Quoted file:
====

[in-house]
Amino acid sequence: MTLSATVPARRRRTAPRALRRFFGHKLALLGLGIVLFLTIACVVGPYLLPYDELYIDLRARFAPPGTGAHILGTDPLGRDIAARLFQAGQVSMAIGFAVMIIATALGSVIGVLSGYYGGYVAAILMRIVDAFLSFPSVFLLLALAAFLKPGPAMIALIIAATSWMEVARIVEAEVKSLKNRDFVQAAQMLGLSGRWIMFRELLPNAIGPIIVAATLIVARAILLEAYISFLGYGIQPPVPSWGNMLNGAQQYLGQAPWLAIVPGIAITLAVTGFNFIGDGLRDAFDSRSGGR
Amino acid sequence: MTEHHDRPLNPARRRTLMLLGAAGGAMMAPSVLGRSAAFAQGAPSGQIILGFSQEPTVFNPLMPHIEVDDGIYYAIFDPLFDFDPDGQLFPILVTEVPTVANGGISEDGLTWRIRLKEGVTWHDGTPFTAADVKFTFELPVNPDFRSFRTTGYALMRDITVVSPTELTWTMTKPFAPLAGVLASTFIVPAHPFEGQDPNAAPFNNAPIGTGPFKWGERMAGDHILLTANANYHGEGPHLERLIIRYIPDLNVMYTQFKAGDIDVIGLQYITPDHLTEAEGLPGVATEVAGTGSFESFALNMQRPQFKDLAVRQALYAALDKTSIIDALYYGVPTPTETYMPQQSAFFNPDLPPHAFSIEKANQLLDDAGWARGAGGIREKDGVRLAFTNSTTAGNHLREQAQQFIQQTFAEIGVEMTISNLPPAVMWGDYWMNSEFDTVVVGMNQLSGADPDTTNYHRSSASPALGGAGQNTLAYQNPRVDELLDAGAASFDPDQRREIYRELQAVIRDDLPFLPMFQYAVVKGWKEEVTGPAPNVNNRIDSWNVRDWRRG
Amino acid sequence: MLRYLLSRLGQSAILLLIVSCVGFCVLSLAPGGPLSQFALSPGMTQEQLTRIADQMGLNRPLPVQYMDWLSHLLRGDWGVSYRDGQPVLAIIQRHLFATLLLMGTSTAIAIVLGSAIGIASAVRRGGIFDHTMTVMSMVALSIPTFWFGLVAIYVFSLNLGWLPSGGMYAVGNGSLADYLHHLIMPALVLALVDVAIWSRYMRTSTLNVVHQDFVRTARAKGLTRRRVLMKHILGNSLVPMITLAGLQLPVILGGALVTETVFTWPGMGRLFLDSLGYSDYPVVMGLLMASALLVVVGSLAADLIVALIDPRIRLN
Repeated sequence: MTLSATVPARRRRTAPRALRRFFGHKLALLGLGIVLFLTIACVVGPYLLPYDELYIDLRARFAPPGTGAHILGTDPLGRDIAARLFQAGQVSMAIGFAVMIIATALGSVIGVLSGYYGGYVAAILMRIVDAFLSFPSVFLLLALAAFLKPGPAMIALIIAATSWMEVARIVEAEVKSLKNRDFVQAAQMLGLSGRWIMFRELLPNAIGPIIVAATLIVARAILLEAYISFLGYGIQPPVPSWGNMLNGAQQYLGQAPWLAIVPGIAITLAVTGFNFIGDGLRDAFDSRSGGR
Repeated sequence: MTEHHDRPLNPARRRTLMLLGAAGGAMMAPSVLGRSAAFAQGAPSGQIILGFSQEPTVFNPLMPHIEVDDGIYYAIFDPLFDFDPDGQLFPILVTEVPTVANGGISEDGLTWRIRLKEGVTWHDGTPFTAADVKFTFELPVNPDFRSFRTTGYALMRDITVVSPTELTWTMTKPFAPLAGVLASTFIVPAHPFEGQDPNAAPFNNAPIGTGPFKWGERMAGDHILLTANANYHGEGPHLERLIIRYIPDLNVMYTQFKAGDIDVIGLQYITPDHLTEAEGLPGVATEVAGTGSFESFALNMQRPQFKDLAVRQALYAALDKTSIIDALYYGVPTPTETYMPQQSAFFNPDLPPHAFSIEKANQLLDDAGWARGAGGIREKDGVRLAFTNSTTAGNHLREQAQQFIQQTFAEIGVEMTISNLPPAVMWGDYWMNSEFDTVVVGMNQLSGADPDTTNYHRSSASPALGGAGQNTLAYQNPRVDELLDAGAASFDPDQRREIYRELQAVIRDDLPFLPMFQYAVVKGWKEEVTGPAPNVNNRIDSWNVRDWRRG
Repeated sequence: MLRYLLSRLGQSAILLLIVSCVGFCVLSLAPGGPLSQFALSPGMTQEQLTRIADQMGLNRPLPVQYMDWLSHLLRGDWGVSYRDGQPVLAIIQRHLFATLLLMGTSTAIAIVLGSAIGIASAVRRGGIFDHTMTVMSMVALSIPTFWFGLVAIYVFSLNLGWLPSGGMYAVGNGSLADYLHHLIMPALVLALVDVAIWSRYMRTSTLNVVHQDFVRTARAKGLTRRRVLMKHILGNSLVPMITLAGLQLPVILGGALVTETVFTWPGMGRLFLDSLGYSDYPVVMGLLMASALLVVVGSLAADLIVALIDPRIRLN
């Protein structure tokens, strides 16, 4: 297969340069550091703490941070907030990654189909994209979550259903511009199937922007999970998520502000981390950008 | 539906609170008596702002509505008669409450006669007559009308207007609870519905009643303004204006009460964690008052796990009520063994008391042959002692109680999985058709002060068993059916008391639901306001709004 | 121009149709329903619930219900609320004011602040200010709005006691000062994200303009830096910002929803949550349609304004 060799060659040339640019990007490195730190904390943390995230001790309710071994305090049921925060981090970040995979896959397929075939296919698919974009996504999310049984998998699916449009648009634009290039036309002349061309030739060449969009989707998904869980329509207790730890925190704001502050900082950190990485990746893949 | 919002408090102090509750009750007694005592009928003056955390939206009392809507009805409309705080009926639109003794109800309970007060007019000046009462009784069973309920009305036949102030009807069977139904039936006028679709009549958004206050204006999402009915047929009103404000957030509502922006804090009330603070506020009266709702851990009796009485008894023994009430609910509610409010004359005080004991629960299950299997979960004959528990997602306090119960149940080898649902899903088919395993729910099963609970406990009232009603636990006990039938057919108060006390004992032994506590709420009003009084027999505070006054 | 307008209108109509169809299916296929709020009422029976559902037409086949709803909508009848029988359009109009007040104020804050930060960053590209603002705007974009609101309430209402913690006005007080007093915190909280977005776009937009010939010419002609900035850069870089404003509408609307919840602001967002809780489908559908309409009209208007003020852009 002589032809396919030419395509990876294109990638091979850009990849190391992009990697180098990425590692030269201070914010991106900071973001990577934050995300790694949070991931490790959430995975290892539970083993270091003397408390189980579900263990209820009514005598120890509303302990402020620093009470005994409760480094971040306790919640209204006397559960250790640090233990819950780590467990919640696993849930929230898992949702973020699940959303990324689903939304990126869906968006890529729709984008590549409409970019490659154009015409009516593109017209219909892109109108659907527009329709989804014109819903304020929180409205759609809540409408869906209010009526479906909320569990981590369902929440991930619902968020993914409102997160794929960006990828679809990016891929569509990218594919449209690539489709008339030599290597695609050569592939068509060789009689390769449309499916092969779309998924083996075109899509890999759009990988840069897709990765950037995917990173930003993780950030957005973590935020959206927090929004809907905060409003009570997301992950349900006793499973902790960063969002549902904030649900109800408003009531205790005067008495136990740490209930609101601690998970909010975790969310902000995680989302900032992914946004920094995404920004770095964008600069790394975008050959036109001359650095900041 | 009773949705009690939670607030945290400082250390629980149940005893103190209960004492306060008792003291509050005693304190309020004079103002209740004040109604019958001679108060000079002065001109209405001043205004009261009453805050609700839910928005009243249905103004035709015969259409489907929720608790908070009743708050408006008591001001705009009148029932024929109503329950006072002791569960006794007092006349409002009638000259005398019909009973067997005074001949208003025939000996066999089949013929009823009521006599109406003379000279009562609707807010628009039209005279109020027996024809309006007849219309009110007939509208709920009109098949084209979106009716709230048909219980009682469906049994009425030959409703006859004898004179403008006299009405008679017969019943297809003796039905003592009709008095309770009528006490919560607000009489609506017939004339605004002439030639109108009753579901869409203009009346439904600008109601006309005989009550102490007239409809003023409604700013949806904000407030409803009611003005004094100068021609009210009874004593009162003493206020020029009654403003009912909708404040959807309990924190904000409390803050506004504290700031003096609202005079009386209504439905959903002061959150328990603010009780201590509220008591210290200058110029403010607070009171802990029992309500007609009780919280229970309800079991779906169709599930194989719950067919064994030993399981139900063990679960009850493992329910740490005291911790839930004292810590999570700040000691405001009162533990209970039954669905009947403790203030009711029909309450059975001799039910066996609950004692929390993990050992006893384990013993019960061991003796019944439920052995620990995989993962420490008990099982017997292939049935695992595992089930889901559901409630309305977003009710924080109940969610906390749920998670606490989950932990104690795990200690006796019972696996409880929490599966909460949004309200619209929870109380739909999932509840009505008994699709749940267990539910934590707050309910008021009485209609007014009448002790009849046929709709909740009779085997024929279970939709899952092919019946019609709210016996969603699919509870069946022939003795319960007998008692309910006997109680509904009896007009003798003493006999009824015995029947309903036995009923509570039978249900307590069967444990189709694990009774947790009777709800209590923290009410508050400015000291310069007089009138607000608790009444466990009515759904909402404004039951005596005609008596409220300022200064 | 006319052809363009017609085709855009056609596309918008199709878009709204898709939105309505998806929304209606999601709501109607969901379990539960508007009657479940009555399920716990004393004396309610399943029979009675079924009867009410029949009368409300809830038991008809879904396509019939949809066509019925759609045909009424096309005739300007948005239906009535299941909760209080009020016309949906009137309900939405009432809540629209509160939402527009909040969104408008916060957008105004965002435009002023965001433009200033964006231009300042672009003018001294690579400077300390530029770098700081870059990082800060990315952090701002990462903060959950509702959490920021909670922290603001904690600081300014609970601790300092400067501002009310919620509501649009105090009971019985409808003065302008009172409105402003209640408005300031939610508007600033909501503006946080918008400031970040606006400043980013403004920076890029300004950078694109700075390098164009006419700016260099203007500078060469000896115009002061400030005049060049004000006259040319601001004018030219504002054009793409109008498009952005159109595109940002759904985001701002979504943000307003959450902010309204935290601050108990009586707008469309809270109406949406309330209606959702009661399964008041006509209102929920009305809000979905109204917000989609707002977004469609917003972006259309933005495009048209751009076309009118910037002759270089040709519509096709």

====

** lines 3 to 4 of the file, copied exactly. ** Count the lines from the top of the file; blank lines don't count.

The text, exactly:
Amino acid sequence: MTEHHDRPLNPARRRTLMLLGAAGGAMMAPSVLGRSAAFAQGAPSGQIILGFSQEPTVFNPLMPHIEVDDGIYYAIFDPLFDFDPDGQLFPILVTEVPTVANGGISEDGLTWRIRLKEGVTWHDGTPFTAADVKFTFELPVNPDFRSFRTTGYALMRDITVVSPTELTWTMTKPFAPLAGVLASTFIVPAHPFEGQDPNAAPFNNAPIGTGPFKWGERMAGDHILLTANANYHGEGPHLERLIIRYIPDLNVMYTQFKAGDIDVIGLQYITPDHLTEAEGLPGVATEVAGTGSFESFALNMQRPQFKDLAVRQALYAALDKTSIIDALYYGVPTPTETYMPQQSAFFNPDLPPHAFSIEKANQLLDDAGWARGAGGIREKDGVRLAFTNSTTAGNHLREQAQQFIQQTFAEIGVEMTISNLPPAVMWGDYWMNSEFDTVVVGMNQLSGADPDTTNYHRSSASPALGGAGQNTLAYQNPRVDELLDAGAASFDPDQRREIYRELQAVIRDDLPFLPMFQYAVVKGWKEEVTGPAPNVNNRIDSWNVRDWRRG
Amino acid sequence: MLRYLLSRLGQSAILLLIVSCVGFCVLSLAPGGPLSQFALSPGMTQEQLTRIADQMGLNRPLPVQYMDWLSHLLRGDWGVSYRDGQPVLAIIQRHLFATLLLMGTSTAIAIVLGSAIGIASAVRRGGIFDHTMTVMSMVALSIPTFWFGLVAIYVFSLNLGWLPSGGMYAVGNGSLADYLHHLIMPALVLALVDVAIWSRYMRTSTLNVVHQDFVRTARAKGLTRRRVLMKHILGNSLVPMITLAGLQLPVILGGALVTETVFTWPGMGRLFLDSLGYSDYPVVMGLLMASALLVVVGSLAADLIVALIDPRIRLN